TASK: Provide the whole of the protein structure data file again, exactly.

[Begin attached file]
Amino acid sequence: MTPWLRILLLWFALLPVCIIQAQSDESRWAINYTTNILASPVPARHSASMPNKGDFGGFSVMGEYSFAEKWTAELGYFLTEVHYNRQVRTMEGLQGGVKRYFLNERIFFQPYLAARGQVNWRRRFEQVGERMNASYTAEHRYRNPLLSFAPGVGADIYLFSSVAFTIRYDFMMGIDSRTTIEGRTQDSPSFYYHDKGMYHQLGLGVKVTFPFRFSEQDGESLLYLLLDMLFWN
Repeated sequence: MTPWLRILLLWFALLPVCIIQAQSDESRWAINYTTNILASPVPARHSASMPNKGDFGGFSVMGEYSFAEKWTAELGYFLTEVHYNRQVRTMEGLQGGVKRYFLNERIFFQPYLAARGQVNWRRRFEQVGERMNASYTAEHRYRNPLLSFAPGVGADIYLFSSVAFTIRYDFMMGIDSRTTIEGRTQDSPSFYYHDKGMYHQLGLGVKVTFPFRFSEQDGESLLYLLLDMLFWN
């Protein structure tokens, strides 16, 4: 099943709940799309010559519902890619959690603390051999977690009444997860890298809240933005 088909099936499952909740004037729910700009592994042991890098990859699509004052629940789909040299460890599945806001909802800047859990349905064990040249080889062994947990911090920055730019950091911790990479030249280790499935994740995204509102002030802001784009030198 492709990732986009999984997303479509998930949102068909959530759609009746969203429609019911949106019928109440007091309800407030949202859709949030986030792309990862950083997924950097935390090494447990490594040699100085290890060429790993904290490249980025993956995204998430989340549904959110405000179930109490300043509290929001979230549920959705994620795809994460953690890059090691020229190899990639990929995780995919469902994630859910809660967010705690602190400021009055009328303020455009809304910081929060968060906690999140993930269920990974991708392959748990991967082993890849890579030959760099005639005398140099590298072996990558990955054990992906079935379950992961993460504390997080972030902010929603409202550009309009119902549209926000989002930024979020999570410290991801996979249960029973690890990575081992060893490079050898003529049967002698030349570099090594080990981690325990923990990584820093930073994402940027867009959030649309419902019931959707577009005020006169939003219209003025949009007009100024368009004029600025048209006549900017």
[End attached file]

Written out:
Amino acid sequence: MTPWLRILLLWFALLPVCIIQAQSDESRWAINYTTNILASPVPARHSASMPNKGDFGGFSVMGEYSFAEKWTAELGYFLTEVHYNRQVRTMEGLQGGVKRYFLNERIFFQPYLAARGQVNWRRRFEQVGERMNASYTAEHRYRNPLLSFAPGVGADIYLFSSVAFTIRYDFMMGIDSRTTIEGRTQDSPSFYYHDKGMYHQLGLGVKVTFPFRFSEQDGESLLYLLLDMLFWN
Repeated sequence: MTPWLRILLLWFALLPVCIIQAQSDESRWAINYTTNILASPVPARHSASMPNKGDFGGFSVMGEYSFAEKWTAELGYFLTEVHYNRQVRTMEGLQGGVKRYFLNERIFFQPYLAARGQVNWRRRFEQVGERMNASYTAEHRYRNPLLSFAPGVGADIYLFSSVAFTIRYDFMMGIDSRTTIEGRTQDSPSFYYHDKGMYHQLGLGVKVTFPFRFSEQDGESLLYLLLDMLFWN
């Protein structure tokens, strides 16, 4: 099943709940799309010559519902890619959690603390051999977690009444997860890298809240933005 088909099936499952909740004037729910700009592994042991890098990859699509004052629940789909040299460890599945806001909802800047859990349905064990040249080889062994947990911090920055730019950091911790990479030249280790499935994740995204509102002030802001784009030198 492709990732986009999984997303479509998930949102068909959530759609009746969203429609019911949106019928109440007091309800407030949202859709949030986030792309990862950083997924950097935390090494447990490594040699100085290890060429790993904290490249980025993956995204998430989340549904959110405000179930109490300043509290929001979230549920959705994620795809994460953690890059090691020229190899990639990929995780995919469902994630859910809660967010705690602190400021009055009328303020455009809304910081929060968060906690999140993930269920990974991708392959748990991967082993890849890579030959760099005639005398140099590298072996990558990955054990992906079935379950992961993460504390997080972030902010929603409202550009309009119902549209926000989002930024979020999570410290991801996979249960029973690890990575081992060893490079050898003529049967002698030349570099090594080990981690325990923990990584820093930073994402940027867009959030649309419902019931959707577009005020006169939003219209003025949009007009100024368009004029600025048209006549900017």